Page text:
Spike in Indian Shrimp Refusals No Cause for Alarm
The Southern Shrimp Alliance and the NGO's that want to restrict imported shrimp have jumped on FDA import refusal data that appear to show a big jump in refusals of shrimp from India due to unapproved antibiotics or animal drugs. This caused some concern that there was an overall problem with increased use of banned antibiotics in shrimp imports. But FDA data shows refusals of shrimp for banned antibiotics have fallen so far in 2016 and are likely to end the year lower than in 2015. This suggests that the targeted FDA program is working, in that it is causing bad actors to either clean up their processes or stop exporting to the US writes John Sackton.
Analysts reported a positive sales forecast for Charoen Pokphand Foods based in part on the recovery of Thailand's shrimp output. The company reported a 35 percent increase in its second-quarter profits. "CPF's Thai shrimp unit is expected to reverse to growth again in [the third quarter of 2016], largely due to the high season and greater segment-wide shrimp output," said Bualuang Securities.
In other news, Trident Seafoods Japan is again participating in the Tokyo Seafood Show as a single company, instead of through its local distributors. Trident said it will try and expand its sales directly to Japanese consumers with a focus on single frozen pollock and ocean perch fillet sales. "Our company is probably the first to propose pollock slice products," said Koichi Suzuki.
Meanwhile, for the first time since 1998 anchovies are no longer the world’s top ranked species in terms of catch. That distinction now goes to Alaska pollock from the Bering Sea according to the FAO's biennial State of the World Fisheries Report. The FAO report also said that Alaskan fishermen produce 18 percent of the total world cod harvest and that the Northwest Pacific remained the most productive area for capture fisheries, and is credited with providing 27 percent of the global catch.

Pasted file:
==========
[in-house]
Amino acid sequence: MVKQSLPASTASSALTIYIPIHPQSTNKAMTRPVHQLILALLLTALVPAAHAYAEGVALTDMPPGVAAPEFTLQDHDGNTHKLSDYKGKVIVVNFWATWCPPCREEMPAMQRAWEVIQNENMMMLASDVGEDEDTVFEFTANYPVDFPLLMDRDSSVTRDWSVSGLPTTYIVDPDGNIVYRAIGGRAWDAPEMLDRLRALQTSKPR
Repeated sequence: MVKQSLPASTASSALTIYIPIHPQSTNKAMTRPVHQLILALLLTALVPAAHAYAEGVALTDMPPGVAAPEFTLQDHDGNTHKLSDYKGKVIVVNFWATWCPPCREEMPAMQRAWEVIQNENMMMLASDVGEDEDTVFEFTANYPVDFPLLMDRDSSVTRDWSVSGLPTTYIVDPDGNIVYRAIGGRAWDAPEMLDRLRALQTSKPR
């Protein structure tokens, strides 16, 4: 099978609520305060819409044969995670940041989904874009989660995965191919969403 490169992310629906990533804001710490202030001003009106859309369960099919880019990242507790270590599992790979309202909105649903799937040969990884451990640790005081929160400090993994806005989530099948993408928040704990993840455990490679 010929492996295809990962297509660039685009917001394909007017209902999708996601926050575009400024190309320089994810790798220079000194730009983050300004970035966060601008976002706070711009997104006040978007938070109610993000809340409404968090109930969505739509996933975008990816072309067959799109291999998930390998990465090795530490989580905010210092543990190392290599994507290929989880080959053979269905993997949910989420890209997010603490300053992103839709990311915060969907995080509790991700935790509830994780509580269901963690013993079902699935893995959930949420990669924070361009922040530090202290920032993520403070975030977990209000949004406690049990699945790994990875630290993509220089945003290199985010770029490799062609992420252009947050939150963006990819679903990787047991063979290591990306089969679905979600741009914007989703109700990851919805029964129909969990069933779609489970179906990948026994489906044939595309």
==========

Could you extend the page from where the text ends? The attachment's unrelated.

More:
Finally, Canada's federal Freshwater Fish Marketing Corporation lost its exclusive purchasing monopoly over fish from the Manitoba province. The Corporation had controlled the sale of fish in Manitoba since 1969. "Our government will be pursuing consultation with all affected partners including the federal government, the commercial fishing industry as well Indigenous and Métis fishers from all regions of the province," said Manitoba's Sustainable Development Minister Cathy Cox. "This collaborative approach will ensure that Manitoba fishers have a seat at the table as we make progress on delivering marketing choice."
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